FBI report: Chicago police pushed for confessions in killing

CHICAGO (AP) - The FBI has released a report that accuses Chicago police of pressuring four suspects in a 1994 murder case as they gave prosecutors their statements.

The report unsealed Wednesday details the FBI's interview of former Assistant State's Attorney Terence Johnson, who worked with detectives to take statements in the investigation into the rape and killing of 30-year-old Nina Glover. Johnson also approved charges against the men.

Michael Saunders, Vincent Thames, Harold Richardson and Terrill Swift said in separate lawsuits that police and Cook County prosecutors pressured them. The men spent 15 years in prison before 2011 tests matched DNA from the victim's body to another man who was killed in 2008.

Peter Neufeld, a New York-based attorney for one of the men, said the report is evidence of "systemic misconduct."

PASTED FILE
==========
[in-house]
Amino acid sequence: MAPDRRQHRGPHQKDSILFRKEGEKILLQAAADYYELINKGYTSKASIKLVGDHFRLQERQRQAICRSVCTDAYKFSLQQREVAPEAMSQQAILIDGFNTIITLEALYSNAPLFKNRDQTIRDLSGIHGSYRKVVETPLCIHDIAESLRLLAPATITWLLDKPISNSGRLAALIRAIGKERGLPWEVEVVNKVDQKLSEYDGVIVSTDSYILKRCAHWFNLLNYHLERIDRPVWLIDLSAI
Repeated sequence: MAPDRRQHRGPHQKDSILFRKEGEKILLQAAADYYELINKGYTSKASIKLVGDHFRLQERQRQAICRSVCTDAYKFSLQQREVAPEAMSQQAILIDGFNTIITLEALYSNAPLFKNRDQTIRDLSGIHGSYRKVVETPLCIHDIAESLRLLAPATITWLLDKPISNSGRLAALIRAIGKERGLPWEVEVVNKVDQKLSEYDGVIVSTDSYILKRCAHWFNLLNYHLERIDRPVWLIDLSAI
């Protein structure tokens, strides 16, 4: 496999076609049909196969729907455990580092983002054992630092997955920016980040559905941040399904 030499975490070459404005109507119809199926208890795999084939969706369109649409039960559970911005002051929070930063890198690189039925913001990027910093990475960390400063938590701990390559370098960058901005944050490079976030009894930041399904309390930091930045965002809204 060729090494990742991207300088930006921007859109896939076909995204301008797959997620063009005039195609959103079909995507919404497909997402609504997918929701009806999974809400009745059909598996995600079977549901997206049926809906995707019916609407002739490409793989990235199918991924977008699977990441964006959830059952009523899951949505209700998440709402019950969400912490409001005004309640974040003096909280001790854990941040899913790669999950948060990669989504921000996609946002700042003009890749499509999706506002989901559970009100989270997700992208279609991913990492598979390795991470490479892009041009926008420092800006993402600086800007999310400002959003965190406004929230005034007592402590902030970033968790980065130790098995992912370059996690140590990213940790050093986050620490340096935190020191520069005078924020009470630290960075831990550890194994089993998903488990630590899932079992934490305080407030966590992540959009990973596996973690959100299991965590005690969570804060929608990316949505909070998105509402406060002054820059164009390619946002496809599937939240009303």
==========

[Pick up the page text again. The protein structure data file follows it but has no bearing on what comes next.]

"There's no reason that the misconduct we see in this case would be limited to just this case," Neufeld said.

Johnson said his boss pressured him to cooperate with detectives. He told federal investigators that detectives "coached and fed" witnesses and pushed the defendants into giving confessions that were eventually proven by DNA to be false.

"The strategy was to use the subjects against each other," the report contends. "They were told the detectives needed a witness, and if they were forthcoming and credible, they would be the witness."

No one else has been convicted in the attack.

On Wednesday, the Cook County Board approved a $5.6 million settlement with Swift, who also has tentatively settled with the city for an undisclosed amount. Attorneys for the city in the pending federal cases of the other three other men filed a motion asking the judge to set a settlement conference.